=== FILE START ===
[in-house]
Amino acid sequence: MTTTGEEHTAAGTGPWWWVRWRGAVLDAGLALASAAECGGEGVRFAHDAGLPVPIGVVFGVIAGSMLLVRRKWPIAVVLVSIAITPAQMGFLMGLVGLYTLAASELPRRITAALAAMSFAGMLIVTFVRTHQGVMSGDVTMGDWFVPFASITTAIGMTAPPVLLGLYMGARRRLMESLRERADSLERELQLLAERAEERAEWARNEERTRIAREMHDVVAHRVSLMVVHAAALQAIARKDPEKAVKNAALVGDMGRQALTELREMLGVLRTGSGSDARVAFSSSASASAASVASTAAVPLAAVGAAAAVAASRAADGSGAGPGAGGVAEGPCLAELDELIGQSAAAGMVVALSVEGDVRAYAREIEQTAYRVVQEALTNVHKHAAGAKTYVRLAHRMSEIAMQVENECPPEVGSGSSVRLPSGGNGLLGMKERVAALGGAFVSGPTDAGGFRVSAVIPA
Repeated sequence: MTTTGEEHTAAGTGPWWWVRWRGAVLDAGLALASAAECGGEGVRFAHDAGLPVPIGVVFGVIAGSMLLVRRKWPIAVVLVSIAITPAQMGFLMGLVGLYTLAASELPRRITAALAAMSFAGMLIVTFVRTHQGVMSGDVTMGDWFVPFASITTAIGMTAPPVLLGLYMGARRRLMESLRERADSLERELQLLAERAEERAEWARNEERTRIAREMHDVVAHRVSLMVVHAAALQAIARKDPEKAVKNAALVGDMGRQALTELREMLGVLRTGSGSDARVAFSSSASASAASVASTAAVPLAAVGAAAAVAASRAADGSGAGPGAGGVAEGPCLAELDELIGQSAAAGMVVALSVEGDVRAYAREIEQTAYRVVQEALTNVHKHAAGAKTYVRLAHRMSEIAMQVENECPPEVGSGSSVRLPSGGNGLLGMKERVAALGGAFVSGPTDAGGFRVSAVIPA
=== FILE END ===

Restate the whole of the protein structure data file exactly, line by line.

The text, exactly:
[in-house]
Amino acid sequence: MTTTGEEHTAAGTGPWWWVRWRGAVLDAGLALASAAECGGEGVRFAHDAGLPVPIGVVFGVIAGSMLLVRRKWPIAVVLVSIAITPAQMGFLMGLVGLYTLAASELPRRITAALAAMSFAGMLIVTFVRTHQGVMSGDVTMGDWFVPFASITTAIGMTAPPVLLGLYMGARRRLMESLRERADSLERELQLLAERAEERAEWARNEERTRIAREMHDVVAHRVSLMVVHAAALQAIARKDPEKAVKNAALVGDMGRQALTELREMLGVLRTGSGSDARVAFSSSASASAASVASTAAVPLAAVGAAAAVAASRAADGSGAGPGAGGVAEGPCLAELDELIGQSAAAGMVVALSVEGDVRAYAREIEQTAYRVVQEALTNVHKHAAGAKTYVRLAHRMSEIAMQVENECPPEVGSGSSVRLPSGGNGLLGMKERVAALGGAFVSGPTDAGGFRVSAVIPA
Repeated sequence: MTTTGEEHTAAGTGPWWWVRWRGAVLDAGLALASAAECGGEGVRFAHDAGLPVPIGVVFGVIAGSMLLVRRKWPIAVVLVSIAITPAQMGFLMGLVGLYTLAASELPRRITAALAAMSFAGMLIVTFVRTHQGVMSGDVTMGDWFVPFASITTAIGMTAPPVLLGLYMGARRRLMESLRERADSLERELQLLAERAEERAEWARNEERTRIAREMHDVVAHRVSLMVVHAAALQAIARKDPEKAVKNAALVGDMGRQALTELREMLGVLRTGSGSDARVAFSSSASASAASVASTAAVPLAAVGAAAAVAASRAADGSGAGPGAGGVAEGPCLAELDELIGQSAAAGMVVALSVEGDVRAYAREIEQTAYRVVQEALTNVHKHAAGAKTYVRLAHRMSEIAMQVENECPPEVGSGSSVRLPSGGNGLLGMKERVAALGGAFVSGPTDAGGFRVSAVIPA